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Oliver Phelps (October 21, 1749 – February 21, 1809) was born in Poquonock, Connecticutmarker and moved to Suffield, Connecticutmarker, where he apprenticed to a local merchant. He shortly thereafter became a tavern keeper in Granville, Massachusettsmarker. During the Revolution he was Deputy Commissary of the Continental Army and served until the end of the war. He supplied troops and was commended by General George Washington.

Political office

During the Revolutionary War Phelps was Deputy Commissary of the Continental Army. He was introduced to Robert Morris, the great financier of Revolutionary times. He was a member of the Massachusetts state House of Representatives from 1778–1780 and a member of the Constitutional convention in 1779 and 1780. He served in the Massachusetts state Senate in 1785 and was a member of the Governor’s council in 1786. He was elected as a Republican to the Eighth United States Congress from March 4, 1803–March 3, 1805, and ran unsuccessfully for lieutenant governor of New York in 1804.

Purchases interest in western New York

The connections he thus established aided his efforts in forming in 1789 a syndicate with Nathaniel Gorham. They purchased title to most of western New Yorkmarker from the state of Massachusetts.

At first they thought to make (modern day) Genevamarker their headquarters, but discovered by survey, just in time, that their site was just east of their boundary. So they chose Canandaigua, New Yorkmarker, at the head of Canandaigua Lakemarker, as the seat of the new Ontario Countymarker. The name Canandaigua is derived from the Iroquois word "Kanandarque" which means chosen spot. It was the site of the principal village of the Seneca Indians, burned by the whites during the war in the Sullivan Expedition.

Builds home in Suffield

After the purchase, Phelps returned to Suffield, Connecticutmarker, bought the Hatheway House, and opened a land sales office there and another in Canandaigua. He was appointed the first judge of Ontario County (1789 - 1793), even before he moved there. He built the first framed house in Canandaigua in 1792, then built a mill. Phelps retained extensive holdings in the infant Ontario County. He maintained an interest in its affairs—and in further land speculations.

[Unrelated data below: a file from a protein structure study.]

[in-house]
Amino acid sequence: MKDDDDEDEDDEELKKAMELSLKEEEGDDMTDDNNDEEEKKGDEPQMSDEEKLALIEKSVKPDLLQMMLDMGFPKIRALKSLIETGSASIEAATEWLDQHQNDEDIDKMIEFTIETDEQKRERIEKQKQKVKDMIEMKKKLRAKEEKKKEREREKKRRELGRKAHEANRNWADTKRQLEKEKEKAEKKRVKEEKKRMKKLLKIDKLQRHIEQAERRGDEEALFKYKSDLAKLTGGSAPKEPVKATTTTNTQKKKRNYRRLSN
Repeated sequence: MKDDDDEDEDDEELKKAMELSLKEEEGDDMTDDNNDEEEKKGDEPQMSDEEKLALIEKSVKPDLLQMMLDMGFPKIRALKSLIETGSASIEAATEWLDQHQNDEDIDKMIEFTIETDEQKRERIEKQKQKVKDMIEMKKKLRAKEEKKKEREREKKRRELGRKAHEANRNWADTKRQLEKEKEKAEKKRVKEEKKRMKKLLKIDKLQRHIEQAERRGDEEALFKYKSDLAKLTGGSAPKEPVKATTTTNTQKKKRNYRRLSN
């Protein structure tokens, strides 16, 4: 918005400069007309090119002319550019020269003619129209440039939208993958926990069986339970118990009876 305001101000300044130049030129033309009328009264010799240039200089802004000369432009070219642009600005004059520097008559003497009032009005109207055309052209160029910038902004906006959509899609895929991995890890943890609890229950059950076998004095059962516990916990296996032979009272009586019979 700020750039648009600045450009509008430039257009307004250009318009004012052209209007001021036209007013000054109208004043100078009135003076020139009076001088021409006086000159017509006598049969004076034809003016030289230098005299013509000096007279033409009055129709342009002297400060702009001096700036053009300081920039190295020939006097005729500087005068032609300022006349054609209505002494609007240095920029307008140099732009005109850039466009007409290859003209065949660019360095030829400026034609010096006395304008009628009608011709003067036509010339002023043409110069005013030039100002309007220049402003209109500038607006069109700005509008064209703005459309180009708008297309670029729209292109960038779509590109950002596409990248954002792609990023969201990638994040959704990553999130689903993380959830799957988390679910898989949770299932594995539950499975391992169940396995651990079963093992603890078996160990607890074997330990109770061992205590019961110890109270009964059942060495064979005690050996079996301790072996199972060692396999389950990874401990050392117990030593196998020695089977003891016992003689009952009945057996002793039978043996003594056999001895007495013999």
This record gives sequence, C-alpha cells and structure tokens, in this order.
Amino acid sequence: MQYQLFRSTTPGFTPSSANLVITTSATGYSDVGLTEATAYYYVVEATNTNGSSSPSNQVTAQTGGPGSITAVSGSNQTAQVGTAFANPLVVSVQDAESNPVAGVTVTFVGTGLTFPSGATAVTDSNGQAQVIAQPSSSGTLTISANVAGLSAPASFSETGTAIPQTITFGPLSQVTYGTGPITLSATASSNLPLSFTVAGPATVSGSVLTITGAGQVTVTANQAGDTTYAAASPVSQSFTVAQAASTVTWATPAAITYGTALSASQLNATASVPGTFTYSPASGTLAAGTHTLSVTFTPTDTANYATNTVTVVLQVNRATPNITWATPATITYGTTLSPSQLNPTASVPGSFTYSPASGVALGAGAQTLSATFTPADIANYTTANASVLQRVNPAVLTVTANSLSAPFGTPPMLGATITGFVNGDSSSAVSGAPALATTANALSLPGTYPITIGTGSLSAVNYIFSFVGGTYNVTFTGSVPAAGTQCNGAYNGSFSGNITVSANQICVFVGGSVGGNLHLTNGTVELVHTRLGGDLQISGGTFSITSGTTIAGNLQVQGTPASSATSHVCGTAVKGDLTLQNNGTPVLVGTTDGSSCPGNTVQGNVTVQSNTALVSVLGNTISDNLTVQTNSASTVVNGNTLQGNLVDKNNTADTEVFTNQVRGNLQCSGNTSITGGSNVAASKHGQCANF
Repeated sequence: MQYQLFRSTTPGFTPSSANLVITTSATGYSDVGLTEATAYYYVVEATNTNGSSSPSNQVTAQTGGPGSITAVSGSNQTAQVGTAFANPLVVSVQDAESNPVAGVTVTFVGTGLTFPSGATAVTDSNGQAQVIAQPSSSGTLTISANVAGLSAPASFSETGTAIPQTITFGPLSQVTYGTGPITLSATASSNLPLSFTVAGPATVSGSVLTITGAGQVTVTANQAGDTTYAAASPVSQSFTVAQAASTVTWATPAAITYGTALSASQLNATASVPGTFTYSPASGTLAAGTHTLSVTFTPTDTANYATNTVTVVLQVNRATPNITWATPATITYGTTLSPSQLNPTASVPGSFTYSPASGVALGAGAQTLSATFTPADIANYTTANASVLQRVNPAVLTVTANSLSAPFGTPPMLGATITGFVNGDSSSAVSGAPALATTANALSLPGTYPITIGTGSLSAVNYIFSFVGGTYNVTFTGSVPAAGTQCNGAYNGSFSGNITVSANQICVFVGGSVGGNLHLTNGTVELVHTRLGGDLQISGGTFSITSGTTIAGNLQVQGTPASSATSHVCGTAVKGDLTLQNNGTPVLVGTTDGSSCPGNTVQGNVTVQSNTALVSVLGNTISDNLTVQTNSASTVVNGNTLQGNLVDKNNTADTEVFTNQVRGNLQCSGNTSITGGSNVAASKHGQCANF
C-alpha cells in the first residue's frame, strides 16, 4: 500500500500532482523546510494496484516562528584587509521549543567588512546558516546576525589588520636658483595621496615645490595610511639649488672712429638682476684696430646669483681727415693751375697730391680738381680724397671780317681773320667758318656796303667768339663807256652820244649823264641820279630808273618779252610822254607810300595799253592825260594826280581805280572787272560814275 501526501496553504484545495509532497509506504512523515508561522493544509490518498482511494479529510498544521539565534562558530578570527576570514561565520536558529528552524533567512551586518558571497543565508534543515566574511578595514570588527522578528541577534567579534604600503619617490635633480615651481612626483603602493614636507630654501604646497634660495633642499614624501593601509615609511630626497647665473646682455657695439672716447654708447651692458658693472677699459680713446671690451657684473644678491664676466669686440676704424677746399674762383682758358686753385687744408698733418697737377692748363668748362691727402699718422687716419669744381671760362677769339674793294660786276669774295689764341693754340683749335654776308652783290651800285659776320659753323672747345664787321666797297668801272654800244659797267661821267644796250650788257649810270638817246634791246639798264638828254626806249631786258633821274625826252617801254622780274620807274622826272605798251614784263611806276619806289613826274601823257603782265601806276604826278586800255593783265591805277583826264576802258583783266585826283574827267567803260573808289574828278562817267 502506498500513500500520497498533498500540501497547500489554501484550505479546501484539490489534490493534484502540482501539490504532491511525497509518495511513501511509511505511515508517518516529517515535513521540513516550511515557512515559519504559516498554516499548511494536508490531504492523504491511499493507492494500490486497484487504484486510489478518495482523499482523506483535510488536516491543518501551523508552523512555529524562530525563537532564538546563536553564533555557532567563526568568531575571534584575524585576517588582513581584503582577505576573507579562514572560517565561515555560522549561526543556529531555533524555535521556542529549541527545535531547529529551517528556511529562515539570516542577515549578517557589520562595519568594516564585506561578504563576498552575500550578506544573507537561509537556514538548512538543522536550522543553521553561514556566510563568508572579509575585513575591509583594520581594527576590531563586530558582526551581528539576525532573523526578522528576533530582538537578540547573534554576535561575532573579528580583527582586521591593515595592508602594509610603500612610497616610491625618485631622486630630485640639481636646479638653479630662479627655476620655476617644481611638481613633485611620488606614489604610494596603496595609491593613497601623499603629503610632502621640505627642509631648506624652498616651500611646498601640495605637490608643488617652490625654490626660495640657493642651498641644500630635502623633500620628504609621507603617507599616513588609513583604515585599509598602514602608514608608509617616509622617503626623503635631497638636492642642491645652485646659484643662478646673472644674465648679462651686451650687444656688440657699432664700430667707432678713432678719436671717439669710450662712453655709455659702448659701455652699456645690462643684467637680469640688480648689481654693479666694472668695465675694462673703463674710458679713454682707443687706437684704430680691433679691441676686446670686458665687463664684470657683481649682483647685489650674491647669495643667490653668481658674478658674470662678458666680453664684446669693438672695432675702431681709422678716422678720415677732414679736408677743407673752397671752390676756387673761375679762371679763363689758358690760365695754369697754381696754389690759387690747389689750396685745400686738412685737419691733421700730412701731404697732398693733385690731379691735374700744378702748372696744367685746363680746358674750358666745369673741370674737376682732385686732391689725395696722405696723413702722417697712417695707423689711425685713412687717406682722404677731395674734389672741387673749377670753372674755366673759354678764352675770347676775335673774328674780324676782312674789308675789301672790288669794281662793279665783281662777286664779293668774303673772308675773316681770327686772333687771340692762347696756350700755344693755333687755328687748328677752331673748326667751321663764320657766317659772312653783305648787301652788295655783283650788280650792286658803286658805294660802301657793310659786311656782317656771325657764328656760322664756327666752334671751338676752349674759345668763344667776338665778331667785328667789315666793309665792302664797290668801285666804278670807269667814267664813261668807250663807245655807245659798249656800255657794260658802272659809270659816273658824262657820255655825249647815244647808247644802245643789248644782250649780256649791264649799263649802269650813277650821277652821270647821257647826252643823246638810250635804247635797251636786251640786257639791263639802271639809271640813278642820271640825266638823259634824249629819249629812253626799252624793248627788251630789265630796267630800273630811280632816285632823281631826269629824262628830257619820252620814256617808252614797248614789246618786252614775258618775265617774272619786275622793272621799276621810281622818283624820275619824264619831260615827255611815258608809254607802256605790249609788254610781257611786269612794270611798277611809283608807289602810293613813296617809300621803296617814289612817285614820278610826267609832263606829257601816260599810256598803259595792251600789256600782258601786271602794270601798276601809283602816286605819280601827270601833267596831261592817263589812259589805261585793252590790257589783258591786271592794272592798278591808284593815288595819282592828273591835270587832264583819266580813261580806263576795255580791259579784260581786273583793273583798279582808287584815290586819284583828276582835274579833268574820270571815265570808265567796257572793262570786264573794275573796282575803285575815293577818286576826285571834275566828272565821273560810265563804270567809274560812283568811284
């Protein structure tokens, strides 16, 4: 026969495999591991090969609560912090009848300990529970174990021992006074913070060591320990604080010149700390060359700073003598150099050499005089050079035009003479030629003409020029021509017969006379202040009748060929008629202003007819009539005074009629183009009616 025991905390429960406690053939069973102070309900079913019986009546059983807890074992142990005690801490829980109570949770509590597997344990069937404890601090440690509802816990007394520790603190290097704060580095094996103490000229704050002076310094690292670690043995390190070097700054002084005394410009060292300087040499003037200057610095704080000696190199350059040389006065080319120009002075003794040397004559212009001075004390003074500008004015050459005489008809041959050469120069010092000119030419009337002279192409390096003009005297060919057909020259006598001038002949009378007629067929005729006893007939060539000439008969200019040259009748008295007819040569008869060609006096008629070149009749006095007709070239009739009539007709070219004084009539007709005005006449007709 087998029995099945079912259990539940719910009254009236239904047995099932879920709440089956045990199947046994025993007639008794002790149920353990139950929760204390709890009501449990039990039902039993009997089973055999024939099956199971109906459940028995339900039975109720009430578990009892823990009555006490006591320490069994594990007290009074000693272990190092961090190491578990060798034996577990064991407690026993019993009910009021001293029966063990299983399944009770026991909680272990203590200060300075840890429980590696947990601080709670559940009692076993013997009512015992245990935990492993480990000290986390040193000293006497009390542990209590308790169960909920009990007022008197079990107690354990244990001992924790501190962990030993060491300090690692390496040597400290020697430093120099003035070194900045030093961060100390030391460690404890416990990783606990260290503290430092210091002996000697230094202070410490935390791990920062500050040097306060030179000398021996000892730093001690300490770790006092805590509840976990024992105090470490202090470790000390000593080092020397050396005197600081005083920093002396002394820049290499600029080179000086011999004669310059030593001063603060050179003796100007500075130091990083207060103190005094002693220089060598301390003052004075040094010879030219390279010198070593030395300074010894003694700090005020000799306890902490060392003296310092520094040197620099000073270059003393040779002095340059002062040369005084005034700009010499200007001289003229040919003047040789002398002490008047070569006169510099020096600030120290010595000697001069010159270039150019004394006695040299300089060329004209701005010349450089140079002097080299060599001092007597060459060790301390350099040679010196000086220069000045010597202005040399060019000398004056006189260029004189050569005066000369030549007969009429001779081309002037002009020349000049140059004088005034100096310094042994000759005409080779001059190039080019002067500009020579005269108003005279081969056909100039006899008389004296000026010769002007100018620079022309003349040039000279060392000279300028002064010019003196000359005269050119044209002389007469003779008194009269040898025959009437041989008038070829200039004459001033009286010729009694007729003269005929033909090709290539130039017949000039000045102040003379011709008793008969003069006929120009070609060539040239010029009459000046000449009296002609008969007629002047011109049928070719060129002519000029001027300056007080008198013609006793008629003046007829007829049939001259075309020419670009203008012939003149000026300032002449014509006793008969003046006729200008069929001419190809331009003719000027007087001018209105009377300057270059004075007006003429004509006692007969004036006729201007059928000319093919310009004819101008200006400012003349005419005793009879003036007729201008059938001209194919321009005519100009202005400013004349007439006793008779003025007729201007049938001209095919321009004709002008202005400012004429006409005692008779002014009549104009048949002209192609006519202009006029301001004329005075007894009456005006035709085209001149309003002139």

Loses land holdings and home

Despite vast land holdings that were worth a fortune, changing money values on mortgages held on the tracts of land sold and a depressed land market caused Phelps to get into financial difficulty. In about 1800, the reverses forced him to sell his Suffield home and his interest in the Hartford National Bank and Trust Co. Phelps moved to Canandaigua, where he built a grist mill and endowed an academy. He was also appointed the first judge of Ontario County.

After additional entanglements in western real estate ventures which resulted in "personal embarrassment" and, for a time, the prospect of debtor's prison, Phelps settled down in Canandaigua in 1802.

His troubles were not over, however. Purchasers of his land had continued difficulty paying off the mortgages which he held. He was generous in extending terms to them, to his own detriment.

Death and burial

Phelps died in February 21, 1809 in debtors prison in the town he sold and helped develop. He was interred in the Pioneer Cemetery in Canandaigua, New York.

This article is based in part upon material originally written by Brian Phelps and licensed for use in Wikipedia under the GFDL.


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